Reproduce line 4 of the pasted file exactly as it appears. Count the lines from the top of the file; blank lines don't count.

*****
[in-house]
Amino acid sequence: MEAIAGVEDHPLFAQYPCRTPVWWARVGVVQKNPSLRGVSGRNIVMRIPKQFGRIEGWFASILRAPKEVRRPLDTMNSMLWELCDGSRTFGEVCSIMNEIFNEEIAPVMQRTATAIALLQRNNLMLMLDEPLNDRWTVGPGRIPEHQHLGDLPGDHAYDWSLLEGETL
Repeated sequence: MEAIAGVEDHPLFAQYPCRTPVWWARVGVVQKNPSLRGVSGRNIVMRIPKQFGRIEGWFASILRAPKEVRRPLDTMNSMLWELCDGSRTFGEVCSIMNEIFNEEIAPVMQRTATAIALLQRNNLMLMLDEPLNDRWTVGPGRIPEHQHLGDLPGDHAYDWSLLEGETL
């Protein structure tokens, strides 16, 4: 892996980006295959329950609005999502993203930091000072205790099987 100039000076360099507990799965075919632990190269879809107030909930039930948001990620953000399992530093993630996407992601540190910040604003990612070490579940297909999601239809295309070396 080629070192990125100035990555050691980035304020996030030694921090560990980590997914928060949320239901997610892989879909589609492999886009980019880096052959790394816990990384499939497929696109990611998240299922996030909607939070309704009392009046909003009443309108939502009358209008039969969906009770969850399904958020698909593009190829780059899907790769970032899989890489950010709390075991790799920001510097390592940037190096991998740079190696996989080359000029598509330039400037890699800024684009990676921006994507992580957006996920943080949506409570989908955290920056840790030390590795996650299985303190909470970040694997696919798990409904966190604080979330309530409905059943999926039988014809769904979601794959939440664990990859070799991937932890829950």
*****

């Protein structure tokens, strides 16, 4: 892996980006295959329950609005999502993203930091000072205790099987 100039000076360099507990799965075919632990190269879809107030909930039930948001990620953000399992530093993630996407992601540190910040604003990612070490579940297909999601239809295309070396 080629070192990125100035990555050691980035304020996030030694921090560990980590997914928060949320239901997610892989879909589609492999886009980019880096052959790394816990990384499939497929696109990611998240299922996030909607939070309704009392009046909003009443309108939502009358209008039969969906009770969850399904958020698909593009190829780059899907790769970032899989890489950010709390075991790799920001510097390592940037190096991998740079190696996989080359000029598509330039400037890699800024684009990676921006994507992580957006996920943080949506409570989908955290920056840790030390590795996650299985303190909470970040694997696919798990409904966190604080979330309530409905059943999926039988014809769904979601794959939440664990990859070799991937932890829950």